She takes her own life in what was, for me, one of the transformative scenes in the cinema of my childhood.

Here, we are left with the simple but powerful premise. Han, the criminal giant has brought dishonour to the Shaolin temle, and to Lee's family. He has brought death and destruction not only to Hong Kong but, in a more intimate and personal sense, to our protagonist Lee. Lee's Path is clear. He must attend the tournament and take Han down, no matter what.

With the premise is established, the opening sequence shows the movie's three heroes Lee, Roper and Williams travelling into Hong Kong, each of them reflecting on what lead them there. For Lee, it's the death of his sister at the hands of Han's men.

For Roper, the playboy gambler played by the brilliant and stoic John Saxon, the gambling debts have piled up, along with the death threats from the men to whom he owes money. For him, the potential prize money and gambling opportunities of Han's tournament are too good to pass up, along with the added benefit of being thousands of miles away from the men who would rather like to kill him.

For Williams, the super cool badass played by the late, great Jim Kelly, the tournament offers the chance to show off his unique fighting style, in which he has supreme confidence, and a chance to evade the police after assaulting them after a racially motivated attack on his way to the airport.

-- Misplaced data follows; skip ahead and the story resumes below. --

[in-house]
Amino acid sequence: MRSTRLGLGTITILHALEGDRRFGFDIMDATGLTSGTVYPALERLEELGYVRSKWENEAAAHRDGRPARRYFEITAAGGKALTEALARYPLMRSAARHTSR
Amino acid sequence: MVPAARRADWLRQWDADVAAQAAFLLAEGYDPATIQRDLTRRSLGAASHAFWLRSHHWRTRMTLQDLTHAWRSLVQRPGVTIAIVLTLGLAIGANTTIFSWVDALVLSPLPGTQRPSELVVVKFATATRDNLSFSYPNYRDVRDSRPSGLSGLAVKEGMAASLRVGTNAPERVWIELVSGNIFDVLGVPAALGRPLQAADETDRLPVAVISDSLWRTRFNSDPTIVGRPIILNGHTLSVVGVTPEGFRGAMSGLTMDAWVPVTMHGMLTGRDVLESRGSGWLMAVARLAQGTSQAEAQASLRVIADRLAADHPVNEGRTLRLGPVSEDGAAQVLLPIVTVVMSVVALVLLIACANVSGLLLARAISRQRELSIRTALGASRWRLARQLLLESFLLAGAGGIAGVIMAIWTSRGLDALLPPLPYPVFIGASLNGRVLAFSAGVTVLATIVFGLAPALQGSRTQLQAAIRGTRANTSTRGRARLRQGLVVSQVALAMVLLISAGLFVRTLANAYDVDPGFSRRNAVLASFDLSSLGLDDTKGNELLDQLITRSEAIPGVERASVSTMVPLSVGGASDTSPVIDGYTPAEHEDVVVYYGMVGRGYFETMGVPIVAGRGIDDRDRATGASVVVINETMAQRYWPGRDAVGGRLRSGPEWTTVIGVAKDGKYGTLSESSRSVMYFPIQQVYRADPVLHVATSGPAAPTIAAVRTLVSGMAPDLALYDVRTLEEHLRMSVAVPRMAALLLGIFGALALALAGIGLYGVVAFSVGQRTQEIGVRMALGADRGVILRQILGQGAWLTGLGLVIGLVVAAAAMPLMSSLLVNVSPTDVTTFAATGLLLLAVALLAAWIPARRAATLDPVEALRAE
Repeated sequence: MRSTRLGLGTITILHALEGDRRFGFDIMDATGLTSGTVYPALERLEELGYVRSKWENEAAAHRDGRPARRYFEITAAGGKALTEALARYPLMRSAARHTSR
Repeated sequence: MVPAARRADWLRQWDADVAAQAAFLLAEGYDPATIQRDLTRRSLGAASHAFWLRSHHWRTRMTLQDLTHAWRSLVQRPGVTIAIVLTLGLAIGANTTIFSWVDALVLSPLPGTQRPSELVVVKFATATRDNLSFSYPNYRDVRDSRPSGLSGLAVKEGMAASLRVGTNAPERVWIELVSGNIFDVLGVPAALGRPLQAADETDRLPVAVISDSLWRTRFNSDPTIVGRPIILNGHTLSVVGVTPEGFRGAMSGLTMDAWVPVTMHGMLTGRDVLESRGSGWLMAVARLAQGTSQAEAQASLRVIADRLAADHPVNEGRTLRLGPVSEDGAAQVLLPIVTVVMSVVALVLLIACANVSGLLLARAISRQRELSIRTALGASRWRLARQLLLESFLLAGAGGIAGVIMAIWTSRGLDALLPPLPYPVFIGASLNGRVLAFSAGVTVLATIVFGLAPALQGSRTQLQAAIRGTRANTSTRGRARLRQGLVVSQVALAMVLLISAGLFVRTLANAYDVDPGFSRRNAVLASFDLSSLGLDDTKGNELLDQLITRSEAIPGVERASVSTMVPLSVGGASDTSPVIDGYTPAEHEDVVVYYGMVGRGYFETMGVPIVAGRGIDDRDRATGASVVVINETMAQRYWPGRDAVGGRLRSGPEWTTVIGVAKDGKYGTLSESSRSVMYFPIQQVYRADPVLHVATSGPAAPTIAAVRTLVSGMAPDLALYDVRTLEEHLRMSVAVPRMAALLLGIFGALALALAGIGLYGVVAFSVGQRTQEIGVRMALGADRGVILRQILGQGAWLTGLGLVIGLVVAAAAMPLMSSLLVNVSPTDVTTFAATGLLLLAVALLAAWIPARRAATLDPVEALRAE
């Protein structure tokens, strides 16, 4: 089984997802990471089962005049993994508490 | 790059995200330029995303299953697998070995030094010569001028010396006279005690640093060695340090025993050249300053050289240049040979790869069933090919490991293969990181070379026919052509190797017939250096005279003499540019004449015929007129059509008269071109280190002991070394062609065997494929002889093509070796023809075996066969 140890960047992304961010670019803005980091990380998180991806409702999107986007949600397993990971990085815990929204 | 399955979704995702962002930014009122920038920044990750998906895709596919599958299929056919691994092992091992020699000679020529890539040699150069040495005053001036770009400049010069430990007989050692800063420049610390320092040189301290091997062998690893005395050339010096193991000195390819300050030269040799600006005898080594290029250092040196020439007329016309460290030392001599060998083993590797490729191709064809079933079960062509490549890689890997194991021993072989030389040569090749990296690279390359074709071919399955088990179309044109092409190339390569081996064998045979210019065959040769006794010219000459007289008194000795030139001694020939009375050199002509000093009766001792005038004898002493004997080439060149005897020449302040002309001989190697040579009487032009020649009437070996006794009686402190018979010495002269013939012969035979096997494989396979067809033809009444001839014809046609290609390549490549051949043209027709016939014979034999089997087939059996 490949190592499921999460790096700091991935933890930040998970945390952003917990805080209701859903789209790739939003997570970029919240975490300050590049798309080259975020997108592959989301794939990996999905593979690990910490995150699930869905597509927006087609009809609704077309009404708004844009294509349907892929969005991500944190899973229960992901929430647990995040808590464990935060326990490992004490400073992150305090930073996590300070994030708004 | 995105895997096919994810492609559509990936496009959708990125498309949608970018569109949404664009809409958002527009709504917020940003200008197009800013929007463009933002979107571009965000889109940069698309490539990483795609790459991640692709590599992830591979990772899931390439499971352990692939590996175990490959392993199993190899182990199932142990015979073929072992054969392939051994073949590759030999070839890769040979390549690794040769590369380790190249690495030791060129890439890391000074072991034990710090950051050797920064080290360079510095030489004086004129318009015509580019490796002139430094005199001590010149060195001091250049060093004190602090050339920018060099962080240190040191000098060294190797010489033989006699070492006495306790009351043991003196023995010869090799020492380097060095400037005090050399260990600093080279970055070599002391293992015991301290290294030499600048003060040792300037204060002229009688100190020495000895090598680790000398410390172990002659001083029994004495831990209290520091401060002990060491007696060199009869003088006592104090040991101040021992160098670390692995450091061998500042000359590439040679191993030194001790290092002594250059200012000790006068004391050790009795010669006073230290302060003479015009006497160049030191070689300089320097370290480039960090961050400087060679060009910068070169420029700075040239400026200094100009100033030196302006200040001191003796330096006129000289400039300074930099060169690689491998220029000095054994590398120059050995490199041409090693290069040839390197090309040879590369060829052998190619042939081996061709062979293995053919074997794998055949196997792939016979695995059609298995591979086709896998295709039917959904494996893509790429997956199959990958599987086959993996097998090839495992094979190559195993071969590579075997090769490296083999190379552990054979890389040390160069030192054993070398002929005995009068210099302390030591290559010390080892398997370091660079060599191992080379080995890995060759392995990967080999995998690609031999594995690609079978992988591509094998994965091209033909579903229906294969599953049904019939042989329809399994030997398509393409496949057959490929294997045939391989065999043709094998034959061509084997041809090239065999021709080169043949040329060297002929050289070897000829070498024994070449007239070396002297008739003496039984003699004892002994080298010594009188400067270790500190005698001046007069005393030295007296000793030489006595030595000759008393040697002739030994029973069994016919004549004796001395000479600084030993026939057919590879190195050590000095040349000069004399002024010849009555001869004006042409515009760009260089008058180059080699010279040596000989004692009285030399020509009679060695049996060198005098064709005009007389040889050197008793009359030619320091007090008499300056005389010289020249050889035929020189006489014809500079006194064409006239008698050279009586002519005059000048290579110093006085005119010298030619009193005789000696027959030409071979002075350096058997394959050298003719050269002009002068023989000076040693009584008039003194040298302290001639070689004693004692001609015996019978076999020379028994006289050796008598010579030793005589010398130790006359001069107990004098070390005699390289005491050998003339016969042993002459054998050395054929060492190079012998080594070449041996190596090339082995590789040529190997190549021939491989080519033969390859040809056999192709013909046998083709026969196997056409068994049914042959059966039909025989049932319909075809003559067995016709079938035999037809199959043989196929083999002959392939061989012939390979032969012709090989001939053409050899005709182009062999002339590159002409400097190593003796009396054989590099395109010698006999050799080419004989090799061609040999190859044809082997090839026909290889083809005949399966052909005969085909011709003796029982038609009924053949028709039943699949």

Special mention has to be made here regarding Jim Kelly, following his recent passing. Michael Jai White has made mention of his impact for the afro-american audience. As a white (english) kid, I didn't know anything about the struggles of black people in America. All I saw was a strong, confident man who was a role model, a badass martial artist who was effortlessly cool. His martial arts style was unorthodox but powerful. His way with the ladies was unmatched and his scene with Han's office, moments before Williams' demise is one of the stand out scenes in the entire movie. He crams a ton of killer lines into just a few minutes, and delivers them truly as if his life depends on it.
Now water can flow, or it can crash. Be water my friend.
The boat trip to he Island cements the relationship between Roper and Williams, who turn out to be old army buddies, and their respect for Lee. The way he deals with the ship's bully fascinates Roper and Williams and sets the stage for the trio's bond later in the film.

On arriving at the island, we are briefly introduced to one of the movie's greatest villains, Bolo, played by the incredible Bolo Yeung. His enormous physique, couple with a face that could make Dwayne Johnson wet his bed, makes for an instantly classic villain.